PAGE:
What were your favorite classes in school?
English Literature and History were my favorites. Science and Math never addressed the specifics of Astronomy and Aeronautics that I was interested in. I contacted my high school art teacher recently to thank him for his encouragement. He seemed happy to hear from me, but surprised as well for my hard won successes. I probably didn't show much promise at the time. Art classes were used mostly as throwaway classes for throwaway kids. That's another concern of mine.
What were you least favorite subjects?
To be honest I was the kid most often scolded for daydreaming or staring out the window into space. I was not fond of class and preferred to spend my days playing hooky on a friend's boat, sailing and skin diving whenever we could get away with it. I began school as a pretty skinny kid. Years of high school and then college competition as a gymnast helped change my outward appearance, but it left me with a concern about all the other kids who still felt skinny on the inside. I think a good part of my work today tries to address those issues.
When did you find you were "good" at drawing?
I guess you could say I was one of the first "Trekkies" -- I remember only being popular at school for two things: drawing the Star Ship Enterprise on demand and being able to hopscotch further than anyone else on a single leap.
When you were a little boy, what did you imagine you would grow up to become?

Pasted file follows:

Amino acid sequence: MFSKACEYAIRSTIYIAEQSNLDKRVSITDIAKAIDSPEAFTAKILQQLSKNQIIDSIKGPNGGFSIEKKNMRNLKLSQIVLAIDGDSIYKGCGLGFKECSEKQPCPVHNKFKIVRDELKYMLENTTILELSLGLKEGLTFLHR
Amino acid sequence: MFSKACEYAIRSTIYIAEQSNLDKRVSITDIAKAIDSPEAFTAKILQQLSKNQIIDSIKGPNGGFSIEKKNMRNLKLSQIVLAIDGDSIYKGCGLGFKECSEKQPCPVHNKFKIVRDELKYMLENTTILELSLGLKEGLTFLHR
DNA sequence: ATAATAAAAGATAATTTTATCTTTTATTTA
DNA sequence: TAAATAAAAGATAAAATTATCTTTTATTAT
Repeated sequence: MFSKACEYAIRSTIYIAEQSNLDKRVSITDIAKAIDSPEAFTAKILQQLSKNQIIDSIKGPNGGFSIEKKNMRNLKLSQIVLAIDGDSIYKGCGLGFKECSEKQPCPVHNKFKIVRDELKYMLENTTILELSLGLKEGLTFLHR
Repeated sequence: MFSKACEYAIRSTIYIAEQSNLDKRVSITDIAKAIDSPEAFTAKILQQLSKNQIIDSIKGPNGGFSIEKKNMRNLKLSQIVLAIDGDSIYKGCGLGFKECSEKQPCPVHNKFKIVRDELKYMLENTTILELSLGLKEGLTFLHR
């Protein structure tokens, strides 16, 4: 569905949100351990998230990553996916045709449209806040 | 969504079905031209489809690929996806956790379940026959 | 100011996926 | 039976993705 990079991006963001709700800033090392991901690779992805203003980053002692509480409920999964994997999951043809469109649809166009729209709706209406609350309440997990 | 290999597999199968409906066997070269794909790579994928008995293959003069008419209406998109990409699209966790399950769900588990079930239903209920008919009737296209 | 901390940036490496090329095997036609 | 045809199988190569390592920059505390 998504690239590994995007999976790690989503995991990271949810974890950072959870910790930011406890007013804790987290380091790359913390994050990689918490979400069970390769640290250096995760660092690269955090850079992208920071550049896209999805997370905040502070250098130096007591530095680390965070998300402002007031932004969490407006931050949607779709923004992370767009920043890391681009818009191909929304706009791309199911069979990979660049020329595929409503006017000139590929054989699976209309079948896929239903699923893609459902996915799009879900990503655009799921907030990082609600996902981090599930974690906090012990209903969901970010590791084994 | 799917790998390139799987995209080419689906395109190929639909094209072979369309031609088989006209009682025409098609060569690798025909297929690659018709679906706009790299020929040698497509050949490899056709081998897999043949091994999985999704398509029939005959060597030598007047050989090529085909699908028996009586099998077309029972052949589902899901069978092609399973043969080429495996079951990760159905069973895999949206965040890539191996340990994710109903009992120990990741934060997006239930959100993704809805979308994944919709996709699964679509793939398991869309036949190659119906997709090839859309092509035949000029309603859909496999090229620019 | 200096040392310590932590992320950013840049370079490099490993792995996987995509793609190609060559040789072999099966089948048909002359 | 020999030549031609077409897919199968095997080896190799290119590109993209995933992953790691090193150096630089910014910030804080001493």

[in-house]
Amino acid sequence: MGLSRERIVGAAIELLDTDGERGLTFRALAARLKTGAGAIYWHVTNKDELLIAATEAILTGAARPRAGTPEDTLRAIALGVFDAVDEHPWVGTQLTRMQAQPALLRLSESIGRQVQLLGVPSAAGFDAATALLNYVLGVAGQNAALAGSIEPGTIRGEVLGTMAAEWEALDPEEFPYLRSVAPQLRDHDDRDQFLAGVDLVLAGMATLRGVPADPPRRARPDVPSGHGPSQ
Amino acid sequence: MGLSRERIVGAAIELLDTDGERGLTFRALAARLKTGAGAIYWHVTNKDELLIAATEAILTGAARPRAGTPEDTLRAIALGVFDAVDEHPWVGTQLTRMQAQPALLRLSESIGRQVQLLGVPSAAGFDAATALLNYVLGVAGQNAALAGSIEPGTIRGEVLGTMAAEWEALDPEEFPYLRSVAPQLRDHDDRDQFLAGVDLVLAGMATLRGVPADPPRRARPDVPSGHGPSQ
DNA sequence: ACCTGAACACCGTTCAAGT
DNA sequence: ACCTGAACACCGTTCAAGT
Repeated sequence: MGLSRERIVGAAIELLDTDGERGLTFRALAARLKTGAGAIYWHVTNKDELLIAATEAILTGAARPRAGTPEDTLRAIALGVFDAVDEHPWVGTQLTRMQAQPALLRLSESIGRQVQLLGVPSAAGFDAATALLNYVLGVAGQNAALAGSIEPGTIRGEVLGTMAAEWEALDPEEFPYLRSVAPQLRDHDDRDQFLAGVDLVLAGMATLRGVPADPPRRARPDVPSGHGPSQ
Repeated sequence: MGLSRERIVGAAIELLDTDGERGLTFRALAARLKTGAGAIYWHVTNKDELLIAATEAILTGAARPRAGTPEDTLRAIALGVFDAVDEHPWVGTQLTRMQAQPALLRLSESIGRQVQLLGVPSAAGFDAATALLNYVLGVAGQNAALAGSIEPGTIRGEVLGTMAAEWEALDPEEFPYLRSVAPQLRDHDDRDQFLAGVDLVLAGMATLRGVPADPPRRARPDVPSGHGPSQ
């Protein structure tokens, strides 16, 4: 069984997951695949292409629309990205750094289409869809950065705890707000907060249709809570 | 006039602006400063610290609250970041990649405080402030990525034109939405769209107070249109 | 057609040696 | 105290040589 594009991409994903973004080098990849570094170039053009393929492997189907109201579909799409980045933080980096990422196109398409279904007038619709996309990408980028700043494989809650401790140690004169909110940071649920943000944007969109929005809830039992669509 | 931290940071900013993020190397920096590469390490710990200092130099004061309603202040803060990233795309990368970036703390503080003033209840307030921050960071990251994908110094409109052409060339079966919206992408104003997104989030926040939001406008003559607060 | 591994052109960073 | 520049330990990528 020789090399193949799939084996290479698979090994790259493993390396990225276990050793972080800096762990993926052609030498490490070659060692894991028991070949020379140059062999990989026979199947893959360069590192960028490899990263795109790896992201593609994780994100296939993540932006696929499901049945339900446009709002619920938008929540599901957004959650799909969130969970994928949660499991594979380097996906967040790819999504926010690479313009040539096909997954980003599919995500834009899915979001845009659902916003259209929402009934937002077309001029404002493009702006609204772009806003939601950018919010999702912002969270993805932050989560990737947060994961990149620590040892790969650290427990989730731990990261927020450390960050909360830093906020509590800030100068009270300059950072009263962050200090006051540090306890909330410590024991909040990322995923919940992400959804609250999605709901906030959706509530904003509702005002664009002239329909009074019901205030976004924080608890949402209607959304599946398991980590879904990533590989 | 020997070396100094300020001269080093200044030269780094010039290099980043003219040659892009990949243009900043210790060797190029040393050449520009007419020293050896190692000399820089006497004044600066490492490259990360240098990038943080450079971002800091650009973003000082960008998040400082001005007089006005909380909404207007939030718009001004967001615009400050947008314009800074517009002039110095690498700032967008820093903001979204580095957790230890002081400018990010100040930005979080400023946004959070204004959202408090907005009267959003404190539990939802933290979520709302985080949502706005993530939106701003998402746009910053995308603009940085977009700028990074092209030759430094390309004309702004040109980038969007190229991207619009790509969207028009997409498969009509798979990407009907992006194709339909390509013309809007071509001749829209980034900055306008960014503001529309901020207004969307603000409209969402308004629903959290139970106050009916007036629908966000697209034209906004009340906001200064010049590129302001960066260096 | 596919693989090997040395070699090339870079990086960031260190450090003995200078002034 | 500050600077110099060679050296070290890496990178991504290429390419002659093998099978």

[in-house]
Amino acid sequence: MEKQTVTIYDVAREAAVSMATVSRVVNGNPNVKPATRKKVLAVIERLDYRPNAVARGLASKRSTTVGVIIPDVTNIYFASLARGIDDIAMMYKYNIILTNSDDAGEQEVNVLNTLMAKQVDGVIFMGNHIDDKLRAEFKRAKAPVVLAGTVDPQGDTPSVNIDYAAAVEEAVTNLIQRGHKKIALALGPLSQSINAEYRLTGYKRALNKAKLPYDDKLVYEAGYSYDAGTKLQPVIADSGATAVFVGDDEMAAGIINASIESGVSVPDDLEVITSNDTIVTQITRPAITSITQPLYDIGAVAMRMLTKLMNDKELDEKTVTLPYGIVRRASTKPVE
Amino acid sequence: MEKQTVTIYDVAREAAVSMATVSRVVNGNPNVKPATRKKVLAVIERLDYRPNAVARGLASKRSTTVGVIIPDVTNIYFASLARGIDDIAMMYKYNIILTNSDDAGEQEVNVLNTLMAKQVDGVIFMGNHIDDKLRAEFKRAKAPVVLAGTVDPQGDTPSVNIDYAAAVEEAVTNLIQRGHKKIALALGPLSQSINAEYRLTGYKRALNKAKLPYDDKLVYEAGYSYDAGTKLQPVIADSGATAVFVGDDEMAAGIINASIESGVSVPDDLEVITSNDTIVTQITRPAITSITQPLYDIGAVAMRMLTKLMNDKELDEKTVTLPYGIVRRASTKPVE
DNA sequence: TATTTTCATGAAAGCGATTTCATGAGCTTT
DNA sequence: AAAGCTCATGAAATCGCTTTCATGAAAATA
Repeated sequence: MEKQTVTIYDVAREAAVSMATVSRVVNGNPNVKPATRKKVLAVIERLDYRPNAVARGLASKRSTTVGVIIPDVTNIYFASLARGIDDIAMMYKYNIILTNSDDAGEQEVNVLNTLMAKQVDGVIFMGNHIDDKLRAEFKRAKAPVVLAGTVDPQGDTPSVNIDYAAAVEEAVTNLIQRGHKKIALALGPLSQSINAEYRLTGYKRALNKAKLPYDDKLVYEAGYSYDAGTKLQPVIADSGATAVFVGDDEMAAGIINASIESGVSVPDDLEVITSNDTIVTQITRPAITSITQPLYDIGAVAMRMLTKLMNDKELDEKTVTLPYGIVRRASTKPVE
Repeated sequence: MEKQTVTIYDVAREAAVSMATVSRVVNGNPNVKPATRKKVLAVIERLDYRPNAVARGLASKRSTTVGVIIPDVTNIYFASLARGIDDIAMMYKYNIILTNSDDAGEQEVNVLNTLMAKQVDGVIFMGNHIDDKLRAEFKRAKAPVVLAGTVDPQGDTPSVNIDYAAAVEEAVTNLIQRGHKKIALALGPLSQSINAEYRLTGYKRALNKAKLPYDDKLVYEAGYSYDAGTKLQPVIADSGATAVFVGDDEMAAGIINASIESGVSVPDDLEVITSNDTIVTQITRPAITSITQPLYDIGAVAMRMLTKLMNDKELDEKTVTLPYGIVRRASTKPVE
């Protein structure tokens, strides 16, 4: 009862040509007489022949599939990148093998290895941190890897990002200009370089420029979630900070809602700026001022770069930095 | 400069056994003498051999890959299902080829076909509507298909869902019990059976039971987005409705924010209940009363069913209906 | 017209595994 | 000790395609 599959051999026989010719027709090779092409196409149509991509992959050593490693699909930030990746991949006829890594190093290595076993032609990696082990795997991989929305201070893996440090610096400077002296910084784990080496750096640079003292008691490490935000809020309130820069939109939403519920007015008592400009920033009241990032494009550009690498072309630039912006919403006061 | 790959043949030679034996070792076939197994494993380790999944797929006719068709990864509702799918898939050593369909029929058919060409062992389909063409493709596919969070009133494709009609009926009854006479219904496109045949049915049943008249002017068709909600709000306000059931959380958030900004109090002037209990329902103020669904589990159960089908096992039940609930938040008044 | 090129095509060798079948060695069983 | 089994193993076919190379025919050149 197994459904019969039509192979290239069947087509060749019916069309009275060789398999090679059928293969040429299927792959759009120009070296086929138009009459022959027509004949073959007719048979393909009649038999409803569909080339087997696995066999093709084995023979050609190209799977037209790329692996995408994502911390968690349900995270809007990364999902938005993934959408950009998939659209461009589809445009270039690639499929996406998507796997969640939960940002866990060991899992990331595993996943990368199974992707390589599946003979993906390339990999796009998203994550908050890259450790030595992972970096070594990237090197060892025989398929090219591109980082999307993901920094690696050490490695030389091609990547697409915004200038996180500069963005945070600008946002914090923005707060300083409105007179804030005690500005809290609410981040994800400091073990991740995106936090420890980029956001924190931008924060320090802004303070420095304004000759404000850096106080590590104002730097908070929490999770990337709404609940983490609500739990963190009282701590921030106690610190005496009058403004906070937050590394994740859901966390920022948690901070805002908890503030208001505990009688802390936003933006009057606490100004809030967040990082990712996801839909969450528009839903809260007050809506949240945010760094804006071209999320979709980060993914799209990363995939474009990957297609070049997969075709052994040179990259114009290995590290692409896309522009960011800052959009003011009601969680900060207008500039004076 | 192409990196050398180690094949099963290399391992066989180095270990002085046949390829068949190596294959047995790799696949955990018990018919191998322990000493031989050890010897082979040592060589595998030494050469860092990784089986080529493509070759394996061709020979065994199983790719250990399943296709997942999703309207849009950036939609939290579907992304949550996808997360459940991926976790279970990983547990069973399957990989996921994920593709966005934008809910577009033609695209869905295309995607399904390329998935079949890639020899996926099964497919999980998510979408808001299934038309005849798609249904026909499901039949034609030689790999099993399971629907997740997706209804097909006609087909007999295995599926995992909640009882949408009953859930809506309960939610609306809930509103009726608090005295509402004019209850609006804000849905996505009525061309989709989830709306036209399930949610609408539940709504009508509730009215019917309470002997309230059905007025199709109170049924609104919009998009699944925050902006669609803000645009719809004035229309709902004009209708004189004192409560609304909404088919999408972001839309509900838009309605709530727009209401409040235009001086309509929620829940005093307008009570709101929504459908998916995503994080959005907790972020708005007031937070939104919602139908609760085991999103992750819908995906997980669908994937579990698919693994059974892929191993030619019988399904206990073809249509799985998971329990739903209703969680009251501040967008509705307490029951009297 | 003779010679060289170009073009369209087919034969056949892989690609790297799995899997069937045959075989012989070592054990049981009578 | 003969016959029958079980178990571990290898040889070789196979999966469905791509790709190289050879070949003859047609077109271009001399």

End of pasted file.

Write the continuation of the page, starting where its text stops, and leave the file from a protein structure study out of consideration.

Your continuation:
I only knew that I wanted to work with Walt Disney, Stan Lee and Mattel Toys. I'm luckier than most. I've been able to do all that and more. I even learned to fly.
Can a person make a living as a cartoonist?
I'll be sure and let you know. Actually it is possible, but it comes with fierce competition. I was able to work for years "ghosting" on other peoples creations. Disney characters, Ninja Turtles, even classic toons like Popeye and Casper the Friendly Ghost. There just came a time -- in my case after many years, that regardless of that type of "success" I wanted -- needed -- to see my cartoon characters -- have a chance at their own spot in the limelight.
The current change is horrifying to Baby Boomers. Word is that Disney just sold all their animation desks -- TO PIXAR! Traditional animation has been abandoned for 3-D digital production. Even Comedy Central's early lo-tech success with South Park has changed with the times. Instead of paper doll cut outs used in stop motion animation. They use powerful computers TO SIMULATE paper cut outs and stop motion techniques.
I had to go back to school -- at night -- to get my feet wet again in the current tools of the trade. Look for JIMMY JET 3-D soon!
To be a cartoonist, does someone tell you what to draw or are the ideas your own?